A survey of 378 Falmouth residents suggests Falmouth is well-suited for an alternative broadband provider, such as one through a community fiber optic network.

That was the message from preliminary results of a feasibility study of a community high speed network that CCG Consultants is conducting. The Economic Development and Industrial Corporation discussed the results on Tuesday, February 11.

“If it were properly marketed, if the survey were reliable and lived up to expectations, CCG felt that a realistic five-year target penetration of customers for an alternative broadband provider would be 61 percent, which they felt was at the high end of the spectrum,” EDIC executive director Michael DiGiano said. “Typically, they see a range of 45 to 50 percent. The highest they’ve ever seen is 65 percent, so in terms of predicted penetration rate for an alternative broadband provider, this is at the top end.”

Internet Phone Survey

EDIC executive director Michael DiGiano discussed the CCG Consultants phone survey regarding an alternative broadband provider in Falmouth.

According to CCG’s data, Falmouth is bucking the trend when it comes to cable and internet service. Of the 378 respondents, 88 percent have a traditional cable television service and 79 percent pay for service from Comcast. In addition, 60 percent of respondents own a landline telephone, more than the national average of 40 percent.

“That national average is just under 70 percent,” Mr. DiGiano said. “The trend nationally is cord-cutting. They are basically streaming services rather than going with cable television for their entertainment. [CCG] thinks that number will drop over time.”

The survey states that residents are also paying more for their cable service than the national average. Respondents reported an average bill of $183 per month for a “Triple Play” bundle—TV, phone and internet. The national average is $150 for the same services.

Approximately 51 percent of respondents reported an outage in the past year, with 45 percent of reported outages lasting multiple days. Residents also experienced slowdowns.

“Sixty-three percent noticed slowdowns in the last year, and they found those slowdowns to be very annoying and bothersome, and various other adjectives used to describe that,” Mr. DiGiano said.

In addition, among those surveyed, 27 percent were unhappy with download speeds, 33 percent were not happy with customer service and 36 percent were not satisfied with service reliability. In total, 70 percent of those surveyed supported getting better internet access in Falmouth, and 92 percent stated they would like to see more competition in this area.

“One of the big drivers is pricing,” Mr. DiGiano said. “Eighty-two percent of the respondents said lower pricing from an alternative provider would make them consider changing, and 59 percent would be motivated by better reliability.”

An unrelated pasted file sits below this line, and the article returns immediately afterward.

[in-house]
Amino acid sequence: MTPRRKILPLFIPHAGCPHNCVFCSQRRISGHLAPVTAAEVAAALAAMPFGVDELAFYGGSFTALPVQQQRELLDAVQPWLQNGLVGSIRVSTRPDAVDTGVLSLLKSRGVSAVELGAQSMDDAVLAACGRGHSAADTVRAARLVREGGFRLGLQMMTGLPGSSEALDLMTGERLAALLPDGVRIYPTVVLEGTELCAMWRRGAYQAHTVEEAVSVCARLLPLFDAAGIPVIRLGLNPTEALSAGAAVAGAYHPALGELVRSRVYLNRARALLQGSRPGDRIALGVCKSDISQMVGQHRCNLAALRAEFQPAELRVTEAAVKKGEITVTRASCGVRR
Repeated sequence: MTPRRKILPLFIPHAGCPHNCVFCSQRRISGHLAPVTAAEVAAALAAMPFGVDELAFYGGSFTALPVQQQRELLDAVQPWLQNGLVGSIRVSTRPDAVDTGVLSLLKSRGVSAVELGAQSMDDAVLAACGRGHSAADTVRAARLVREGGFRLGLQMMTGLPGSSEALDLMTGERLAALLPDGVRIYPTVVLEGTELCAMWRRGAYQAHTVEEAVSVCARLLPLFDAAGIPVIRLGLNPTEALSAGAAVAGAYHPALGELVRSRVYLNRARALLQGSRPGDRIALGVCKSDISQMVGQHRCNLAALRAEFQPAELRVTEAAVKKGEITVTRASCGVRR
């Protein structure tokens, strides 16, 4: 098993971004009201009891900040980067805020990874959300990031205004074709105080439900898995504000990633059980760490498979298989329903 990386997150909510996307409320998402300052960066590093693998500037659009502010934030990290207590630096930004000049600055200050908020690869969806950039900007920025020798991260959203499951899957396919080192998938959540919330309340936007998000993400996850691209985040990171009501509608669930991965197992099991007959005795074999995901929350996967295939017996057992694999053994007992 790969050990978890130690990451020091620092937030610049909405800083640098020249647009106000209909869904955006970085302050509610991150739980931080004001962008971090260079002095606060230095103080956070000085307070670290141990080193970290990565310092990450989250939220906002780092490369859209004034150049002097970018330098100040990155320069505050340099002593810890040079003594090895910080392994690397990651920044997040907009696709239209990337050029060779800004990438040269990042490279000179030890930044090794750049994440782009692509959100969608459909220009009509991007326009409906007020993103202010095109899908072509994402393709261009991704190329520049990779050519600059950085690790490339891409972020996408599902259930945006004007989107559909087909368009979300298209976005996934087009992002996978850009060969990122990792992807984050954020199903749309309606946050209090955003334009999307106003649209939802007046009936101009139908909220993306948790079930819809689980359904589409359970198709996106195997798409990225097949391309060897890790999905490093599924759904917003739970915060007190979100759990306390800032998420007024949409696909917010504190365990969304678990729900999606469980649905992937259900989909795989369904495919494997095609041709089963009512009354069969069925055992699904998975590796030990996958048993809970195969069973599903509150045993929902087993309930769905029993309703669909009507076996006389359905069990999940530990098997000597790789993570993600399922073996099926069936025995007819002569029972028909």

The EDIC voted to proceed with phase two of the community fiber optic network study, which will include an engineering analysis and financial analysis. These analyses should be completed by June, and can be paid for with the existing study budget of $52,000.

Committee member Michael B. Galasso said he supports proceeding with the study, but the EDIC should get reimbursed for the cost of it. In addition, he said, the EDIC should receive a 10 percent developer’s fee of the total cost of the project.

Mr. DiGiano said the EDIC should look into recouping its costs, but noted it is still early in this process.

“I think, as you see here, we’ll be looking at a variety of models on who is going to operate it and how it will be financed, and quite honestly, we don’t even know if it will be financially feasible,” he said. “So I’m taking that to be, if there is the opportunity to do that, the EDIC should proceed on that.”

When Mr. DiGiano said the path to recouping those costs is undefined at this point, Mr. Galasso said he wanted the request on record.

“We didn’t do this just to give $50,000 to do a study,” Mr. Galasso said. “I think we’re looking at really building this thing out.”

Member Christopher R. Simmler said it was good to have that on the record going forward. He supported moving on with phase two of the study.

“We’re going to need this if we are going to sell it to a town or a developer,” he said. “We’re going to need all these facts to show its viable.”

Arthur S. Gaylord, one of the organizers who called for a {span}community-based fiber optic network, asked the EDIC to reconsider the 10 percent fee.{/span}

{span}”That 10 percent could easily be the difference between a make or break in the early years,” Mr. Gaylord said. “At this point, as Mike said, we don’t know how this project will be built. It could be that it’s built through a private company with minimal involvement of the town and the EDIC in construction and so forth, it could be something the EDIC is intimately involved with and the 10 percent fee, or greater, could be justified. But to impose, at this point, is premature and unwise.”

Committee member Susan L. Moran said the motion includes the 10 percent developer’s fee as an option.

“The EDIC does take a role, and we’ve already spent a lot of money on administration,” Ms. Moran said. “Without that, this wouldn’t otherwise happen.”

Mr. Galasso said the fee is subject to discussion.

“I didn’t want to bring it up when we get further down, when we get ready to put the thing out for an RFP and say we want 10 percent,” Mr. Galasso said. “I’d rather have it on the table now. We can discuss it. It is flexible, too, depending on the economics. We’re not trying to kill the project in any way. We want it to go forward.”

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